What precisely constitutes an American bourgeoisie? Scholars have grappled with the question for a long time. Economic positions—the ownership of capital, for instance—most obviously define this group but cannot explain the emergence of shared identities or the capacity for collective action: after all, economic interests frequently drove capital-rich Americans apart as they competed for markets or governmental favors. Engaging fundamental questions about American society in the nineteenth century, this book argues that one of the most important factors in the self-definition of the bourgeoisie was its articulation of a shared culture.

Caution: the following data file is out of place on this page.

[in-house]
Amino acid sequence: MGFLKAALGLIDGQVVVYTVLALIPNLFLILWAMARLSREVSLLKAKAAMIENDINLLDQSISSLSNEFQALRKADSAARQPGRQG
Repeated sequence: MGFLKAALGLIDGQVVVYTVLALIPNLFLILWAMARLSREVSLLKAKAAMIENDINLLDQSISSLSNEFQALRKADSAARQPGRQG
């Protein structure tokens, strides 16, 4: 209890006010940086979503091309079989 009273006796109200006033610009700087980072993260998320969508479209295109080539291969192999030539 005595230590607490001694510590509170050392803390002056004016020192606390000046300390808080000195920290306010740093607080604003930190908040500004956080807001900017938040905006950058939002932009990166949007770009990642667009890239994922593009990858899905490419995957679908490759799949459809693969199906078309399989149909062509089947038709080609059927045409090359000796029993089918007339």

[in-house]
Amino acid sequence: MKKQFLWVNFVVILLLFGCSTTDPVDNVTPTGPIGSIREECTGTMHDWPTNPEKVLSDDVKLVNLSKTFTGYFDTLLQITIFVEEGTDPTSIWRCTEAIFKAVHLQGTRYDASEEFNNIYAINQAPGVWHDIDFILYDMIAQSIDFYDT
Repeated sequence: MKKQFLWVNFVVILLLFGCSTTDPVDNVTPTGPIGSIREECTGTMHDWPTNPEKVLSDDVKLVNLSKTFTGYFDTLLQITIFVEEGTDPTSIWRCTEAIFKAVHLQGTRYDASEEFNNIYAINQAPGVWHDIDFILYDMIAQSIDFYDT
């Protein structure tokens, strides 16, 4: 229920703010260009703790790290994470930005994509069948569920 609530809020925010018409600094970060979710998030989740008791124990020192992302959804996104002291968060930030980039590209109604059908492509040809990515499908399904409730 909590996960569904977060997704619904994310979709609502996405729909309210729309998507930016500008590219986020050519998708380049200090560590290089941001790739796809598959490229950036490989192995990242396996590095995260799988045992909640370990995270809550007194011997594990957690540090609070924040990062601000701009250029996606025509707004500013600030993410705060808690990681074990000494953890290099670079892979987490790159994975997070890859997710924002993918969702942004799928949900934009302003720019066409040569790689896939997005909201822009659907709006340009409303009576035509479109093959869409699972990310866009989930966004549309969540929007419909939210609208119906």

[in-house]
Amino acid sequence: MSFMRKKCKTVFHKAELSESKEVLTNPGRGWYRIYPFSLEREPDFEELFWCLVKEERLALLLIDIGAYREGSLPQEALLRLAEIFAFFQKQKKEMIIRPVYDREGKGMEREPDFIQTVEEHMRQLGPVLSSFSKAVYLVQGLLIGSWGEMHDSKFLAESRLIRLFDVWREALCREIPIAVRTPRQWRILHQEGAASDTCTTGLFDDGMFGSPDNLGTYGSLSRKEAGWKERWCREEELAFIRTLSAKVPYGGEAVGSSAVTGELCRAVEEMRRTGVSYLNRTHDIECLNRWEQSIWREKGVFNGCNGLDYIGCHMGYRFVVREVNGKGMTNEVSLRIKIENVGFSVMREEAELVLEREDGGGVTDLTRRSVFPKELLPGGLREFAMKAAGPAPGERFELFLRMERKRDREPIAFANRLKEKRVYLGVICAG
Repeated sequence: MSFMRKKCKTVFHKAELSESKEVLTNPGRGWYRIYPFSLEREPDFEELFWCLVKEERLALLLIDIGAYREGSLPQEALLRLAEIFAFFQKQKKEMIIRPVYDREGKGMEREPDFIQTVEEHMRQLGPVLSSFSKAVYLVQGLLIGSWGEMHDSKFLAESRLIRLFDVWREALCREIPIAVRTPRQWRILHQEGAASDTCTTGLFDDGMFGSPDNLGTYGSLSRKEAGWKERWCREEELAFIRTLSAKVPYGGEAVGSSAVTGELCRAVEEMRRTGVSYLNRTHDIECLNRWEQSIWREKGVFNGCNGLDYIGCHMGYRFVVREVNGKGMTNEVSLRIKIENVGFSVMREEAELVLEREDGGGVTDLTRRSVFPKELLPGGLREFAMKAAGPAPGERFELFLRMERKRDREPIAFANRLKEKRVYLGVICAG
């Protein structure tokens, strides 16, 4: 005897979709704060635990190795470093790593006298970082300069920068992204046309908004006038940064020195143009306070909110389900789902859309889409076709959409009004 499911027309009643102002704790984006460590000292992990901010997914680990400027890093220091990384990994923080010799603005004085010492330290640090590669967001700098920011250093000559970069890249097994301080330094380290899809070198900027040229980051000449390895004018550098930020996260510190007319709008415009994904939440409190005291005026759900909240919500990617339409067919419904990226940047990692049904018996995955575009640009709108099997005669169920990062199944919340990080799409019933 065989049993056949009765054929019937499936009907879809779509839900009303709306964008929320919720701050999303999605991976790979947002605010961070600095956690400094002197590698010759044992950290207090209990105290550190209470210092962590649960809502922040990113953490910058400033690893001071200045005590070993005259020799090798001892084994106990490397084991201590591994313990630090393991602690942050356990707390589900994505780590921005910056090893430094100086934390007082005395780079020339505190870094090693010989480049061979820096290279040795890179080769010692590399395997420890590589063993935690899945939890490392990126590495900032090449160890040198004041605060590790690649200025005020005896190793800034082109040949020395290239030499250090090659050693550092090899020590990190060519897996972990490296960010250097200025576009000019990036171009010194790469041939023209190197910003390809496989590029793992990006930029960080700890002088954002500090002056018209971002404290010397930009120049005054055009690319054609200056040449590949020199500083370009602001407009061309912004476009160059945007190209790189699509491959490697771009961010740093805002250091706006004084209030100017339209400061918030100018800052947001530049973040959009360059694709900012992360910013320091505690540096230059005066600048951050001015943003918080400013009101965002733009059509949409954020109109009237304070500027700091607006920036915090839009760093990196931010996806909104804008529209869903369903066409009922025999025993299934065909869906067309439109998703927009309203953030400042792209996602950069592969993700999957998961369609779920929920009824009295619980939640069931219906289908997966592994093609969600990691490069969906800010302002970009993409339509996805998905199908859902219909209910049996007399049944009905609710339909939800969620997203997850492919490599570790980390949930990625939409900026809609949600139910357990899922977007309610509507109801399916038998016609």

This is the first comprehensive history of the most powerful group in the nineteenth-century United States: New York City's economic elite. This small and diverse group of Americans accumulated unprecedented economic, social, and political power, and decisively put their mark on the age. Professor Beckert explores how capital-owning New Yorkers overcame their distinct antebellum identities to forge dense social networks, create powerful social institutions, and articulate an increasingly coherent view of the world and their place within it. Actively engaging in a rapidly changing economic, social, and political environment, these merchants, industrialists, bankers, and professionals metamorphosed into a social class. In the process, these upper-class New Yorkers put their stamp on the major political conflicts of the day - ranging from the Civil War to municipal elections. Employing the methods of social history, The Monied Metropolis explores the big issues of nineteenth-century social change.